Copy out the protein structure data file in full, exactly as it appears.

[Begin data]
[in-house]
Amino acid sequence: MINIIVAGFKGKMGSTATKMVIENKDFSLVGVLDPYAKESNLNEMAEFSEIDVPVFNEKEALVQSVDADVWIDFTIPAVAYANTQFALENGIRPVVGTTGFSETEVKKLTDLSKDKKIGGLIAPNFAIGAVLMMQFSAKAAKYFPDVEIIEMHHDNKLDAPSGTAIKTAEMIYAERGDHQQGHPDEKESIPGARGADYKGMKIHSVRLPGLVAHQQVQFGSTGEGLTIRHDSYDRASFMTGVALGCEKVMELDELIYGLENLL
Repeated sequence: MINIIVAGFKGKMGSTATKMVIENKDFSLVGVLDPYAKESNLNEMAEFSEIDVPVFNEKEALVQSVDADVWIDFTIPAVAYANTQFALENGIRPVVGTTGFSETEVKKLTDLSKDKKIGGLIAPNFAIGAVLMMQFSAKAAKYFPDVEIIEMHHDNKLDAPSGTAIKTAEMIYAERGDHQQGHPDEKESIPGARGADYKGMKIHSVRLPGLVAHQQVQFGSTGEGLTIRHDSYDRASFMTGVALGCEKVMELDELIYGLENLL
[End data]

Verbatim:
[in-house]
Amino acid sequence: MINIIVAGFKGKMGSTATKMVIENKDFSLVGVLDPYAKESNLNEMAEFSEIDVPVFNEKEALVQSVDADVWIDFTIPAVAYANTQFALENGIRPVVGTTGFSETEVKKLTDLSKDKKIGGLIAPNFAIGAVLMMQFSAKAAKYFPDVEIIEMHHDNKLDAPSGTAIKTAEMIYAERGDHQQGHPDEKESIPGARGADYKGMKIHSVRLPGLVAHQQVQFGSTGEGLTIRHDSYDRASFMTGVALGCEKVMELDELIYGLENLL
Repeated sequence: MINIIVAGFKGKMGSTATKMVIENKDFSLVGVLDPYAKESNLNEMAEFSEIDVPVFNEKEALVQSVDADVWIDFTIPAVAYANTQFALENGIRPVVGTTGFSETEVKKLTDLSKDKKIGGLIAPNFAIGAVLMMQFSAKAAKYFPDVEIIEMHHDNKLDAPSGTAIKTAEMIYAERGDHQQGHPDEKESIPGARGADYKGMKIHSVRLPGLVAHQQVQFGSTGEGLTIRHDSYDRASFMTGVALGCEKVMELDELIYGLENLL